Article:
General Relativity introduces the concept of curved space-time to explain gravity but it assumes that it's somehow fundamentally different to the other forces and applies only to gravity, and leads to different results than it would if you were to view gravity as a force in flat space-time. One of the postulates of General Relativity says acceleration and gravity are equivalent, but it doesn't describe them as equivalent in every sense. General Relativity describes an object in free-fall as equivalent to an object at rest in flat space-time. This creates an area of space-time where gravity overpowers the other outward pushing forces to produce a black hole. The Earth is a solid object which means there's an electro-magnetic force to counteract the Earths gravity and accelerate us upwards. We can't feel gravity pulling us down which is why we can't feel our weight when we're in free-fall, but we can feel the acceleration that's used to resist gravity which is why we feel our weight when we're not falling. Apparently this distinction is able to explain how it's possible for an object to move past a point in space-time where no amount of acceleration will be able to resist the pull of gravity when it reaches the event horizon of a black hole, because curved space-time is able to move them at a relative velocity of the speed of light and beyond because it's doing it without accelerating them and this creates objects of infinite density called singularities, which is where the laws break down. A group of inwardly contracting objects can't become infinitely dense any more than a group of outwardly expanding objects could become infinitely diffuse because that would literally take forever. Instead length contraction and time dilation allow for an unlimited amount of room to accelerate before that could happen, just as they allow for an unlimited amount of room to accelerate before you could reach the speed of light. When there's no force to oppose gravity it causes objects to keep on accelerating indefinitely while the mass is there. This is why Quantum Mechanics and curved space-time don't work together. Quantum Mechanics shows that gravity needs to be quantisized as well, so the whole concept of curved space-time must be the exact equivalent of a traditional force using particles to interact in flat space-time. Objects under different amounts of gravity accelerate away from each other in the same way they would if they were using different amounts of energy to accelerate. The reason you're not supposed to be able to escape from a black hole is because you can't accelerate away because you're relative velocity increases slower from the perspective of an object that's not accelerating (length contraction and time dilation) to keep the relative velocity below the speed of light, which isn't enough to escape because supposedly gravity has accelerated the objects in the opposite direction to a relative velocity faster than the speed of light. That's ridiculous because acceleration is a change in the relative velocity between two objects. No amount of acceleration would allow an object to reach a point where no amount of acceleration in the opposite direction will move them that way because that would mean that it's reached a relative velocity of the speed of light and that would mean that take an infinite amount gravity. If two objects accelerate in opposite directions enough then of course they'll keep moving away from each other no matter how much gravity they're in. Curved space-time just means viewing the space between objects as changing over time instead of viewing the objects themselves as moving, and it should make no difference to the result of anything because they're exactly equivalent. You can clearly see that acceleration and curvature are the same thing if you look at an accelerating object from the perspective of an object with a different relative velocity. When two objects have the same relative velocity they're always following a straight path because you can always draw a straight line between any two objects, but one of them accelerates then the other object will see the accelerating one following a curved path. This is how gravity curves space-time and it obviously doesn't make any difference whether the curvature is caused by a force of energy or a force of mass unless there's reason to think it does, and there just isn't! You could view all acceleration as a curvature of space-time. The fact that an object can feel acceleration when it's caused by an ordinary force but apparently not gravity because it's special is used to justify why the falling object is equivalent a non-accelerating object in flat space-time. There is an equivalent to the g-force you feel when you accelerate called tidal force. Tidal force is caused by the difference in gravitational strength between two parts of the same object. Well so is acceleration when it's caused by energy. The reason we can feel the downwards force of the acceleration of the ground pushing us up but not the upwards force of gravity pulling us down is because the g-force pulling us down is due to all the upwards force of Earth pushing on us being concentrated on our feet when we stand, which is why we feel like we weigh less when we're lying down and decrease the difference in the amount of energy over the different parts of our body. But the tidal force caused by the difference in strength of gravity over the different parts of our body is always very small, so we don't feel it. You can see that acceleration, curvature and gravity are all the same thing if you imagine two objects orbiting in perfect circles on the same plane in opposite directions. If you just look at the relative velocity between two orbiting objects and ignore everything else then as they move apart the curvature of their orbits causes them to accelerate away from each other at an increasing rate until they're on opposite sides of their orbits, and then they accelerate towards each other again. Their watches always match when they pass because their rate of acceleration is always the same as each others. Any object outside the system watching from a distance would be aging quicker because they're not length contracted and time dilated because they're not accelerating. A force can reduce the space-time between objects or it can create space-time between them, in the same way that space-time can be curved inwards, pulling objects in, or curved outwards, pushing them away. Energy pushes matter outwards and mass pulls matter inwards and because E=mc^2 you would expect gravity to be vastly weaker than a force of energy. I'm guessing gravity has exactly the same strength as the equivalent amount of electro-magnetism if you times it by the speed of light and square it.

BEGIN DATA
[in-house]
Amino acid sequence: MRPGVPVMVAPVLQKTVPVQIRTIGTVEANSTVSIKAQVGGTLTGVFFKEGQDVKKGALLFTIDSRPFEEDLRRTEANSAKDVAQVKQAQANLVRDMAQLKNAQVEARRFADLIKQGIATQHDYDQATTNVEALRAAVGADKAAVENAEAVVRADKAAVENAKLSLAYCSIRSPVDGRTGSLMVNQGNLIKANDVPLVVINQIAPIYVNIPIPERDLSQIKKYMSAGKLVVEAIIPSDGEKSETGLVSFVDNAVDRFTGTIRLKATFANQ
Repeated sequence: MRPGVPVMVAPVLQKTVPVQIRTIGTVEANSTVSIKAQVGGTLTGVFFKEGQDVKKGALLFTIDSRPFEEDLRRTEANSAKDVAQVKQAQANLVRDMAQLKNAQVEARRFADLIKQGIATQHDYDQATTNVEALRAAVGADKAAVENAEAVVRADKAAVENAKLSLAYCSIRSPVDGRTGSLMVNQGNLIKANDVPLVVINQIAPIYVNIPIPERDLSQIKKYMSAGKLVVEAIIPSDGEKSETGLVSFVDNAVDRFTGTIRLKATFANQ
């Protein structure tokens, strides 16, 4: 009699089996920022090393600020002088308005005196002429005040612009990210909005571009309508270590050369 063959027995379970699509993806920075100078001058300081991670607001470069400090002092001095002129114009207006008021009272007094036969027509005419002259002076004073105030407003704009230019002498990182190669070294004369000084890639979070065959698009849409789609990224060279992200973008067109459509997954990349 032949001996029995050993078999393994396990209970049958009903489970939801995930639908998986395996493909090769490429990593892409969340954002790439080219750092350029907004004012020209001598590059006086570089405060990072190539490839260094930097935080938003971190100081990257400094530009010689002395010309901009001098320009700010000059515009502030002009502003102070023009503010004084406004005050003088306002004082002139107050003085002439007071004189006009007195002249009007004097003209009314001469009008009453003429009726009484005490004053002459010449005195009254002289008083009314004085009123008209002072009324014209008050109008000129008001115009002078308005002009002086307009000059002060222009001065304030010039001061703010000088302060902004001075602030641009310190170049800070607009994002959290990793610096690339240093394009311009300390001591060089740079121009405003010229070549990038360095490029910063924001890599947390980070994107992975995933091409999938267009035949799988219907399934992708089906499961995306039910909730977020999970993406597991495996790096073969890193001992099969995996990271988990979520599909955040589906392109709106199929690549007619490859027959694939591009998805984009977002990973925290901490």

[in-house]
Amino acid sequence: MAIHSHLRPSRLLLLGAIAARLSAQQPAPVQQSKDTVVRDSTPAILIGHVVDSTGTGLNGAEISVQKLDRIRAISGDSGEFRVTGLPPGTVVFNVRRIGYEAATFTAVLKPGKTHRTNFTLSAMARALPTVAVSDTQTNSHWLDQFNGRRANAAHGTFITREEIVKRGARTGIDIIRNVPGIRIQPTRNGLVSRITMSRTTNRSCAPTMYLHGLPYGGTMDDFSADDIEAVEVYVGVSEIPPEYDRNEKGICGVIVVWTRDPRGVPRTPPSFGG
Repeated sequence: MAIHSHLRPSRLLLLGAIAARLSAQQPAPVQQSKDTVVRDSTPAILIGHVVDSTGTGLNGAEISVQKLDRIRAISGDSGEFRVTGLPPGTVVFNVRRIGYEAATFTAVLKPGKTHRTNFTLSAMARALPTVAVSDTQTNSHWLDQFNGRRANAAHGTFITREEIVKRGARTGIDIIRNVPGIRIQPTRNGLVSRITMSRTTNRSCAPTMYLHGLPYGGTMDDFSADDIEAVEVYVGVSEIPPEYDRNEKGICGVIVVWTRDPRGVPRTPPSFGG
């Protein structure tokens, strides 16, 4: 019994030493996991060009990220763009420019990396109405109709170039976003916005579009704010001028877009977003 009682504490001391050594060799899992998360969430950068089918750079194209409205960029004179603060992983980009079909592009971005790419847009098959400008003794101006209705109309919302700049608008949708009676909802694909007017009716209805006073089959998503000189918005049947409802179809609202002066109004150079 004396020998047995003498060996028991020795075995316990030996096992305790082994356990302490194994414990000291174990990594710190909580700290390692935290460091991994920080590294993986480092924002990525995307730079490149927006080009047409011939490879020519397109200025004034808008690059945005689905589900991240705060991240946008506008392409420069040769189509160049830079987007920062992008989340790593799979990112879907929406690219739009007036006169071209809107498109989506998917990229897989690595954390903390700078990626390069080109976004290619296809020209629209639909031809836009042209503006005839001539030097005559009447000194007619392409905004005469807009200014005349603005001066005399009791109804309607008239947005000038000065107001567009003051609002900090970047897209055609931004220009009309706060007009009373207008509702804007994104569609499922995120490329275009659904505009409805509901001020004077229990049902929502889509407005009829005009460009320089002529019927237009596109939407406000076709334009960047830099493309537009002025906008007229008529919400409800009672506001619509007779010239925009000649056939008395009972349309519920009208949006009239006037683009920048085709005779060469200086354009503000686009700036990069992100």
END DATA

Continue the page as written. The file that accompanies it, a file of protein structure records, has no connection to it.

From the perspective of an object that's using constant acceleration to hover at a constant distance it's impossible for anything to reach an event horizon of a black hole because it's equivalent to an object reaching the speed of light. This is called the Schwarzchild coordinate system. From the perspective of an outside object it's never too late for a falling object (or even an object constantly accelerating towards the black hole) to turn round and come back as long as it has access to an unlimited supply of energy. Gravity increases as an inverse square of the distance so the relative velocity of a free-falling object quadruples when the distance is halved from the perspective of any object that's static relative to the black hole. Length contraction and time dilation continually increase at an increasing rate the closer they look to the horizon, in exactly the same way that it would if they were watching an accelerating object approaching the speed of light relative to them. An object that's quadrupling its acceleration every time the distance between you is halved would never be able to reach you because if the distance between you were to reach zero then the object would be infinitely accelerated and would have reached the speed of light relative to you, but in General Relativity it is supposedly possible for a falling object to reach the speed of light relative to the singularity and every outside object in the universe, which is why not even light can escape from inside an event horizon. General Relativity describes a falling object as equivalent to an object at rest and an object at rest relative to the black hole as equivalent to an accelerating object. It's true that the hovering object is constantly accelerating to maintain a constant distance but the fact that it's consistent means that a hovering object is the equivalent of an object at rest in the absence of gravity because the pull of gravity in one direction is being canceled out by the push of the engines in the opposite direction. For every action there is an equal and opposite reaction. Whenever an object accelerates it creates what's know as a Rindler horizon following behind it. It marks the point past which nothing, not even light would be able to catch an accelerating object as long as it keeps accelerating at at least the same rate. If the object keeps its acceleration constant then the Rindler horizon stays the same distance behind them. It starts off very far away at low acceleration and gets closer to the object if its acceleration increases and would catch up to them if they were able to accelerate to the speed of light, since light from behind this horizon could never reach reach them, which is why it's paradoxical to reach the speed of light. Objects can't ever reach the Rindler horizon from the accelerators perspective. They just get more and more length contracted and time dilated as their velocity increases relative to the accelerating object in exactly the same way that the accelerating object gets more and more length contracted and time dilated from the perspective of an object at rest. They do however cross the Rindler horizon from their own perspective at the point when light from them will never catch up to the accelerating object as long as they don't decrease their rate of acceleration and this is the reason for the difference on their watches when they meet up because it means the accelerator is measuring less distance in space and time the further they look towards the Rindler horizon so that nothing reaches it from their perspective. An object moving past a Rindler horizon from their own perspective is often compared to a falling object moving past the event horizon of a black hole from their own perspective, but that doesn't follow because that's the equivalent of saying objects can reach a velocity of the speed of light relative to every object in the universe when they reach the event horizon of a black hole, but only from their own perspective. Apparently the Schwarzchild coordinates don't cover the entire manifold and that's why a falling object can't reach an event horizon from the perspective of an outside object. A coordinate system that doesn't cover the entire manifold isn't valid. It would mean that there's no absolute truth even within the context of your own frame of reference because objects would be both inside and outside the event horizon and moving above and below the speed of light at the same time when other coordinate systems are taken into account. It's the falling object that's experiencing increasing length contraction and time dilation, and at an ever increasing rate as they approach the speed of light. Less time would have passed for the falling object if they were to pull away and compare watches with the hovering object, so the falling object is obviously equivalent to an accelerating object. There's no distinction between being accelerated by gravity (mass) and being accelerated by energy other than the cause and the fact that mass attracts and energy repels, or mass curves space-time inwards and energy curves it outwards, depending on how you want to look at it. The event horizon isn't equivalent to the Rindler horizon, it's equivalent to the light speed horizon, which would make perfect sense considering the event horizon is the point when any falling object would have accelerated to the speed of light relative to any outside object, which no amount of gravity should be able to do just as no amount of energy can. The equivalent to a Rindler horizon is a horizon that follows behind a faller that even light can't reach them from behind as long as they keep falling at at least the same rate that objects can't reach from the fallers perspective because they just get more and more time dilated and length contracted without ever reaching the horizon. The falling object is being accelerated purely by gravity, so is moving towards an unreachable horizon that's moving away from them at the speed of light and would be length contracted and time dilated from the perspective of a non-accelerating object, exactly like an object approaching the speed light. This horizon would cross them in the opposite direction if they were able to reach the event horizon so that no object in front of them up to an ever increasing distance would be able to catch them. That's the exact equivalent of an objects Rindler horizon overtaking it in the opposite direction if they were able to accelerate to the speed of light so that no object in front of them up to a certain distance would be able to catch them, and it makes exactly the same amount of sense. If nothing can reach a falling object from beyond this horizon then an object following behind them would never be able to reach them no matter how much they accelerate as long as the faller keeps falling at at least the same rate, so what happens when an object from behind this horizon approaches a falling object that they can never catch but also an object that can never reach the event horizon?